We would be shackled to Brussels by its conditions, without any say in what happens in in the European Union and consequently in the UK as well. Personally I would prefer to remain in the European Union than accept the deal offered by Mrs May.

    To me it now seems the choice is to agree Mrs May’s proposals or accept there will be no deal and we simply leave the European Union on 29 March 2018. That was and remains the date, enshrined in law, when we leave the European Union. Actually there is no time before that for anything like another referendum or indeed more negotiations of substance.

    So what does a ‘No Deal’ BREXIT look like? I will pose 6 scenarios as follows.

    1. We would not be subject to European Union regulations on trade and we would automatically have to do business according to World Trade Organisation rules. We trade according to them already – with countries such as the United States, Japan, China, Brazil, Australia, New Zealand and South Africa. That seems to work well enough as things stand too. Right now, of course, such countries pay a fairly healthy European Union tariff to trade with the UK and that will go so it is certainly in their interest for us to leave. For our part we could simply state that there would be no tariffs on European Union goods coming into the UK. It seems to me that there is no need for legislation on such a decision and it makes sense. It is also in the interest of European Union nations to reciprocate as they export to us double what we send to them. Standards on goods exchanged between UK and the European Union would be much as now or in other words much the same – at least in the short term.

    2. As the Prime Minister has already declared, European Union citizens living here now would have the right to stay, work, get benefits like the NHS and pensions here and, if they wish, after a while, become British citizens too. That works already for many. My own children currently have three European Union nationalities; British, French and Swiss. With regard to new people coming into the UK from the European Union that should be acceptable too; with certain conditions such as coming for work and not welfare benefits. Of course, we would expect the same for our citizens in Europe too.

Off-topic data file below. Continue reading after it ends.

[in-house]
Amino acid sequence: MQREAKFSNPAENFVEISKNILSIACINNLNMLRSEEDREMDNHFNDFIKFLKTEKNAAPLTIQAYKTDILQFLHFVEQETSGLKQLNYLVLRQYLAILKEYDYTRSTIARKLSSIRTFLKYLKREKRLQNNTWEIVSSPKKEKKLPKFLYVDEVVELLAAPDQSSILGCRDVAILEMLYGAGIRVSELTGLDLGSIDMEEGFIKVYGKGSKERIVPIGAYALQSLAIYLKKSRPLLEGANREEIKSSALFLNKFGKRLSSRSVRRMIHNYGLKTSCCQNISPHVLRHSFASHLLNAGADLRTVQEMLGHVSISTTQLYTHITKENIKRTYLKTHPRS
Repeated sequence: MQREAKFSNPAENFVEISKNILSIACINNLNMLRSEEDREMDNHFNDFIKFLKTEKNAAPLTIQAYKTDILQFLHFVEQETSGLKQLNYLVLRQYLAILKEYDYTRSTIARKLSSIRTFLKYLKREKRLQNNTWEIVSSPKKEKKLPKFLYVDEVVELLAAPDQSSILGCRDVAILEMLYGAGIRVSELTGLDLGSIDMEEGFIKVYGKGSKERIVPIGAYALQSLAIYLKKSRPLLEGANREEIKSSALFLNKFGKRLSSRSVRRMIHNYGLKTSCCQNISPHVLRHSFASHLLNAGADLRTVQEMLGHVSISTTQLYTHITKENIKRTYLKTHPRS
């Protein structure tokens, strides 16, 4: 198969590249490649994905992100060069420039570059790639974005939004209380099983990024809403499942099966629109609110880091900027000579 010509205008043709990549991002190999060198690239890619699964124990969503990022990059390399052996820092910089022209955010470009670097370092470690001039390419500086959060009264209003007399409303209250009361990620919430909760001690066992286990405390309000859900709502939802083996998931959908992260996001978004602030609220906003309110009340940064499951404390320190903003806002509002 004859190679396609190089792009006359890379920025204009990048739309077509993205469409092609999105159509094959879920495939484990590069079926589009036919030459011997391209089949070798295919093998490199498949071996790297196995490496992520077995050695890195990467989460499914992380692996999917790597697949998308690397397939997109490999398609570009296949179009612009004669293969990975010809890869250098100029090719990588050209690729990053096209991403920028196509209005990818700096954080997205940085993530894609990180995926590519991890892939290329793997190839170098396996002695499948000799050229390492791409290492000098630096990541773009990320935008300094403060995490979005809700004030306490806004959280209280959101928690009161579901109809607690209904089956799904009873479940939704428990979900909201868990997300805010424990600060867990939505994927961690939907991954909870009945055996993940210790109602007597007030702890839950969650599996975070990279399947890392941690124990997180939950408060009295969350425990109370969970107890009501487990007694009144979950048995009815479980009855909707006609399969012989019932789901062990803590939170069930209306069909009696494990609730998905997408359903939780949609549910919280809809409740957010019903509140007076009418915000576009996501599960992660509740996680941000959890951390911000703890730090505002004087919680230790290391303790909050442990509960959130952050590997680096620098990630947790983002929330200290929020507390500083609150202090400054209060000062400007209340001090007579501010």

3. We would not pay much of the so-called divorce bill either. That is assumed to be about £39 billion which is well in excess of the annual Defence costs. Of course, we would need some negotiations on property and liabilities – both in the UK and on the Continent. That is not an urgent matter but would need sorting at some point in the future. Maybe there is a trade-off here too.

    4. Assuming the European Union was to impose tariffs, the very most it could charge would be about 4 per cent. According to the Office of Budget Responsibility the European Union could charge the UK about £19.2 billion annually for membership of its club. But this is reduced by the Thatcher rebate (£5 billion) and monies sent to the UK for matters like farm subsidies, universities and flood protection (£5 billion) which takes our annual donation to the European Union down to about £9.2 billion every year. That works out at about £175 million a week (the cost of a new hospital perhaps?). One hundred and seventy five million pounds a week is also the equivalent of a charge of about 7 per cent tariff on all our goods exported to the European Union. So tariffs may indeed work in our favour – in addition to the fact that the European Union would perhaps pay twice as much in British tariffs as the UK as it exports twice as much to us as we send to Europe.

    5. There’s no need on the UK’s part for a hard border with the Republic of Ireland. I ran a border crossing point at Auchnacloy in South Tyrone, Northern Ireland for 2 years once and know that using systems like Trusted Trade arrangements’, Pre-Registration documentation and cameras with vehicle number recognition features, there is absolutely no need for a hard border. Recently l have heard border/customs experts from both Sweden and the Netherlands give evidence to the Northern Ireland Select Committee (on which I sit) to the effect that a frictionless border between Northern Ireland and the Republic of Ireland is absolutely possible. Perhaps the UK wouldn’t be imposing tariffs on European Union goods, so there would be no dues to collect anyway. I am sure some changes may be needed but as I have already stated technology allows for smart borders. By the way for a very long time (even before we joined the European Union) Irish citizens have had the right to live and work in the UK – as well as join our armed forces by the way.